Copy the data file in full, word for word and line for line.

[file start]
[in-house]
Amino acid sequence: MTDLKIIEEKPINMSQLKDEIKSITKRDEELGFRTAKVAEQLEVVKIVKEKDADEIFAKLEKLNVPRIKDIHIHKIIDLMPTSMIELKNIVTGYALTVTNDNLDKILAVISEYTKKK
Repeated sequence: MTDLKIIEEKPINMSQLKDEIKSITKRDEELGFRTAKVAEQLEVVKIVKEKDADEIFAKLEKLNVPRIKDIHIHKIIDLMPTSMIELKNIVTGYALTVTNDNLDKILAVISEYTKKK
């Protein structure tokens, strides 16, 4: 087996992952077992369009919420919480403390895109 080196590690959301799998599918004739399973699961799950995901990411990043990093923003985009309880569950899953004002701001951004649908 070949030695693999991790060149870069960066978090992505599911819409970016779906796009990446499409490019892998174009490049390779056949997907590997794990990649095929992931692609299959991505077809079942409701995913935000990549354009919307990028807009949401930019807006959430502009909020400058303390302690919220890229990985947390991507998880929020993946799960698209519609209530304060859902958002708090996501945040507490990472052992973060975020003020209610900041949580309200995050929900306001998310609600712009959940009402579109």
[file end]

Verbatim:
[in-house]
Amino acid sequence: MTDLKIIEEKPINMSQLKDEIKSITKRDEELGFRTAKVAEQLEVVKIVKEKDADEIFAKLEKLNVPRIKDIHIHKIIDLMPTSMIELKNIVTGYALTVTNDNLDKILAVISEYTKKK
Repeated sequence: MTDLKIIEEKPINMSQLKDEIKSITKRDEELGFRTAKVAEQLEVVKIVKEKDADEIFAKLEKLNVPRIKDIHIHKIIDLMPTSMIELKNIVTGYALTVTNDNLDKILAVISEYTKKK
């Protein structure tokens, strides 16, 4: 087996992952077992369009919420919480403390895109 080196590690959301799998599918004739399973699961799950995901990411990043990093923003985009309880569950899953004002701001951004649908 070949030695693999991790060149870069960066978090992505599911819409970016779906796009990446499409490019892998174009490049390779056949997907590997794990990649095929992931692609299959991505077809079942409701995913935000990549354009919307990028807009949401930019807006959430502009909020400058303390302690919220890229990985947390991507998880929020993946799960698209519609209530304060859902958002708090996501945040507490990472052992973060975020003020209610900041949580309200995050929900306001998310609600712009959940009402579109």